(Including Black Widow and Brown Recluse)
Melissa Conrad Stöppler, MD
Melissa Conrad Stöppler, MD, is a U.S. board-certified Anatomic Pathologist with subspecialty training in the fields of Experimental and Molecular Pathology. Dr. Stöppler's educational background includes a BA with Highest Distinction from the University of Virginia and an MD from the University of North Carolina. She completed residency training in Anatomic Pathology at Georgetown University followed by subspecialty fellowship training in molecular diagnostics and experimental pathology.
William C. Shiel Jr., MD, FACP, FACR
Dr. Shiel received a Bachelor of Science degree with honors from the University of Notre Dame. There he was involved in research in radiation biology and received the Huisking Scholarship. After graduating from St. Louis University School of Medicine, he completed his Internal Medicine residency and Rheumatology fellowship at the University of California, Irvine. He is board-certified in Internal Medicine and Rheumatology.
- Are spider bites dangerous?
- What are the symptoms of spider bites?
- Black widow spider bite symptoms (picture of black widow)
- Brown recluse spider bite symptoms (picture of brown recluse spider)
- What should you do if you are bitten by a spider?
- What should you do if you are bitten by a black widow or brown recluse spider?
- Spider Bites At A Glance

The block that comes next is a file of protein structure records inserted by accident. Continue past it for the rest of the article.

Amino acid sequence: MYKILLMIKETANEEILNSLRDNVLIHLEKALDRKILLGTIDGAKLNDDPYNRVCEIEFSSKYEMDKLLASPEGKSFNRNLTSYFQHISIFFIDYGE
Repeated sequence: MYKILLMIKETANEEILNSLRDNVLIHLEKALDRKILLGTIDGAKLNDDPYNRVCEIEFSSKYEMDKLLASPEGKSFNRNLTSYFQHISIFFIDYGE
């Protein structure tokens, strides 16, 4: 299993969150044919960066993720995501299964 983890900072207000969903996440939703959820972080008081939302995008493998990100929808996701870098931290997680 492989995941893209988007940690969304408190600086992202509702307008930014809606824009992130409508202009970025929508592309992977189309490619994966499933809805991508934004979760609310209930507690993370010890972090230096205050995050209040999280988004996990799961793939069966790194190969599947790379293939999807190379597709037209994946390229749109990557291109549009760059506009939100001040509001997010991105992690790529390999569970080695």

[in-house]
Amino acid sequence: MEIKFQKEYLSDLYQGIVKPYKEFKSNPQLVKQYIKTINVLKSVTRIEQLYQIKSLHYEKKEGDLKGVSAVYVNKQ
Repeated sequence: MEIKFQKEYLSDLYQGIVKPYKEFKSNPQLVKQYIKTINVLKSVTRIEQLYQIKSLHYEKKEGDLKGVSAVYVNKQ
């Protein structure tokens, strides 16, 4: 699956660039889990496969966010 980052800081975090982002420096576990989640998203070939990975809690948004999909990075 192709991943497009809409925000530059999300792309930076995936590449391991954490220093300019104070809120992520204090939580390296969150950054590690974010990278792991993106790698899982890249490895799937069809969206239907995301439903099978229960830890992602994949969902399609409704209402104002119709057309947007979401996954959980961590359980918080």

- Black Widow vs. Brown Recluse Slideshow Pictures
- Bad Bugs and Their Bites Slideshow Pictures
- Adult Skin Problems Slideshow Pictures
- Patient Comments: Spider Bites - Type of Spider and Reaction
- Patient Comments: Spider Bites (Black Widow, Brown Recluse) - Treatments
- Patient Comments: Spider Bites - Symptoms
- Patient Comments: Spider Bites - Brown Recluse
- Patient Comments: Spider Bites - Black Widow
- Find a local Doctor in your town
Are spider bites dangerous?
Most spiders do not have mouth parts strong enough to penetrate human skin, and the majority of spiders found in the U.S. and are actually harmless. There are two notable exceptions, the black widow spider and the brown recluse spider, which are both dangerous to humans. Spider bites are fortunately uncommon. In many cases, presumed spider bites are actually due to another skin condition or an insect sting.
The black widow and brown recluse spiders are more common in the southern states of the U.S. They prefer warm, dry climates and undisturbed areas such as basements, closets, woodpiles, attics, or under sinks. The black widow spider is a small, black, shiny spider with a red hourglass marking on its belly. The brown recluse spider is sometimes termed a "violin spider." It is about an inch long and has a marking resembling a violin on the upper part of its back. Bites from both the black widow and brown recluse spiders are dangerous to humans and require prompt emergency medical care.
What are the symptoms of spider bites?
Bites from most (non-poisonous) spiders cause local redness, irritation, and pain that usually can be treated at home using an over-the-counter pain reliever along with application of cooling packs or a wet cloth to relieve swelling. These local reactions usually resolve without treatment over a period of 7-10 days. Rarely, an individual can have an allergic reaction to a spider bite, even to a bite from a non-poisonous spider, but allergic reactions are more likely to be due to contact with a spider than from a spider bite.
Black widow spider bite symptoms
A black widow spider bite is said to feel like a pinprick, although victims may not realize that they have been bitten. Sometimes double fang marks may be seen at the location of the bite. The most common localized symptoms of a black widow spider bite are immediate pain, burning, swelling, and redness.
Picture of the underside of a black widow spider and an egg sack
Picture of a top view of a black widow spider
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